For many of us, dairy is an integral part of our diet. Without it, there are many foods that would be pretty bland or boring. For some people, however, consuming dairy products can lead to uncomfortable symptoms like gas and bloating, so they need to remove them from their diets altogether.
Let’s take a closer look at what lactose intolerance is and how you might be able to identify it.
What Is Lactose Intolerance?
Lactose intolerance happens when someone cannot digest lactose, which is a type of sugar found in milk and dairy products, for genetic or physical reasons.
Individuals with lactose intolerance lack the enzyme lactase, which is used to digest lactose. This is different from an allergy to cow’s milk protein or sensitivity to one of the other components in dairy products such as whey.
Lactase is not found in many places throughout the body except for your small intestine, and this is where lactose and lactase must meet up before lactose can be broken down into its two simpler sugars (glucose and galactose).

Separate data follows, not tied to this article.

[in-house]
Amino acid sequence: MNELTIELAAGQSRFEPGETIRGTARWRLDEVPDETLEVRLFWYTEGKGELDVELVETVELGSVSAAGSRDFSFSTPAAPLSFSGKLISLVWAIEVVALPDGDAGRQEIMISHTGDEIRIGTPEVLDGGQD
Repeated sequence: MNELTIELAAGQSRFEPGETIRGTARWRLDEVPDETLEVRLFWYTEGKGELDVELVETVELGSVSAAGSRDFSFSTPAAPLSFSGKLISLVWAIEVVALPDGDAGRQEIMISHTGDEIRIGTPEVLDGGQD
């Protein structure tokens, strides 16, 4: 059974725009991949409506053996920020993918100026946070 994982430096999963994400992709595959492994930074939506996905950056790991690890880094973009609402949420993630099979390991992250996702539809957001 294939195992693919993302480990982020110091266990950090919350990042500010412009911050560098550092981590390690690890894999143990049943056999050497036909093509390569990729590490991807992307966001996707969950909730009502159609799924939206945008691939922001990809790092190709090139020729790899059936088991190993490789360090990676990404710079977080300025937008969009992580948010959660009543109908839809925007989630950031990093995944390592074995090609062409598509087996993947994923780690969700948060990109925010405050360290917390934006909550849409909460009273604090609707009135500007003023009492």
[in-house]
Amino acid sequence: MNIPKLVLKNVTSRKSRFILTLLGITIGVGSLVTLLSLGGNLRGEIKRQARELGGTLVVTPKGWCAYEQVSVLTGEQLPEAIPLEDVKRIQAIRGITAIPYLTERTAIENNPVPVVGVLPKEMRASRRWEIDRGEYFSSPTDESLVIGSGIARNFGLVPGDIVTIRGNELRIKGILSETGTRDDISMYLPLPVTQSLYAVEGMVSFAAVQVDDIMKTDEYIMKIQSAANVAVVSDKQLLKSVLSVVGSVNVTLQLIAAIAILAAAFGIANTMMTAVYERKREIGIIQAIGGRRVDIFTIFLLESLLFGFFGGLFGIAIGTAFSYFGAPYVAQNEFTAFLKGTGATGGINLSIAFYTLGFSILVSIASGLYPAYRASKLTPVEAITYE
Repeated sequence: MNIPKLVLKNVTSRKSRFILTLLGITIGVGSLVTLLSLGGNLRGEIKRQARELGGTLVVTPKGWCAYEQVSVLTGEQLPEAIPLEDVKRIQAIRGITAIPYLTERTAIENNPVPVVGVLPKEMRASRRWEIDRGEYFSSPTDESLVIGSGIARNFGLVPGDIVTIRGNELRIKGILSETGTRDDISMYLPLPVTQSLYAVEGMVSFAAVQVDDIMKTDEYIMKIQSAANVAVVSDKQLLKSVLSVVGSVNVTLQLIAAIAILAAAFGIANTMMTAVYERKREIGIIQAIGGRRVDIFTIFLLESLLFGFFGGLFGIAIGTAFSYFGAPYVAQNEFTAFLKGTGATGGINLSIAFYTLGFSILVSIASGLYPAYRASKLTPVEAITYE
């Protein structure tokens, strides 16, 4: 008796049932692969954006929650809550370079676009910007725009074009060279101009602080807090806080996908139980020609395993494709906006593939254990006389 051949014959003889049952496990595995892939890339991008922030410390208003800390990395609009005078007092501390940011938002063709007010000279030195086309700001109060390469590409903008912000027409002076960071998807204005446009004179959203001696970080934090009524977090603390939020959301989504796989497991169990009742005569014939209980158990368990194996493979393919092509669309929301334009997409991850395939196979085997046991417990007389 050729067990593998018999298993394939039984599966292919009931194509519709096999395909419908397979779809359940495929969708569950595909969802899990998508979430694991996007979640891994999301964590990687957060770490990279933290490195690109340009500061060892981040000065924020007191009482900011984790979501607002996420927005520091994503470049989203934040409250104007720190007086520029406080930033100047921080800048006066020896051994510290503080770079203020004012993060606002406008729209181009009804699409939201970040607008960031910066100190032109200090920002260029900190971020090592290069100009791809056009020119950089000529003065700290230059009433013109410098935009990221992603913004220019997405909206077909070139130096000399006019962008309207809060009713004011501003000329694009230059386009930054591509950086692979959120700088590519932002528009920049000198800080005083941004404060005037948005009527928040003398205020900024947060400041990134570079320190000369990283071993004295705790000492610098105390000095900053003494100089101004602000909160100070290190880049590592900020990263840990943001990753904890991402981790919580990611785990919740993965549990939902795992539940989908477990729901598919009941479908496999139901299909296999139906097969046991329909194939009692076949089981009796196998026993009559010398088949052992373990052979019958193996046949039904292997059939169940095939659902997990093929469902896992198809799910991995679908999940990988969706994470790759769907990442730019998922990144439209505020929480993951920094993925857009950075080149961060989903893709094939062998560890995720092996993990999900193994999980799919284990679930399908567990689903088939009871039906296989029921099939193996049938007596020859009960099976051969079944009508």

What Are the Symptoms of Lactose Intolerance?
There are a number of symptoms that can result from lactose intolerance, including:
- Bloating and flatulence, particularly after eating dairy products (this is most likely due to undigested lactose)
- Abdominal pain, which may be accompanied by cramps or diarrhea in some cases
- Fever and upset stomach (only in extreme cases)
How Do I Know If I’m Lactose Intolerant?
The best way to determine if you are lactose intolerant is by eliminating dairy from your diet for at least two weeks. You will want to be sure to include alternative sources of calcium and vitamin D to make up for the nutrients you’ll be losing. If your symptoms clear up during this time, the chances are good that you have a case of lactose intolerance.
You may also want to speak with your doctor or another medical professional about being tested for lactose intolerance before removing dairy from your diet, just in case something else is going on. With patience and diligence, the symptoms of lactose intolerance can be managed and treated.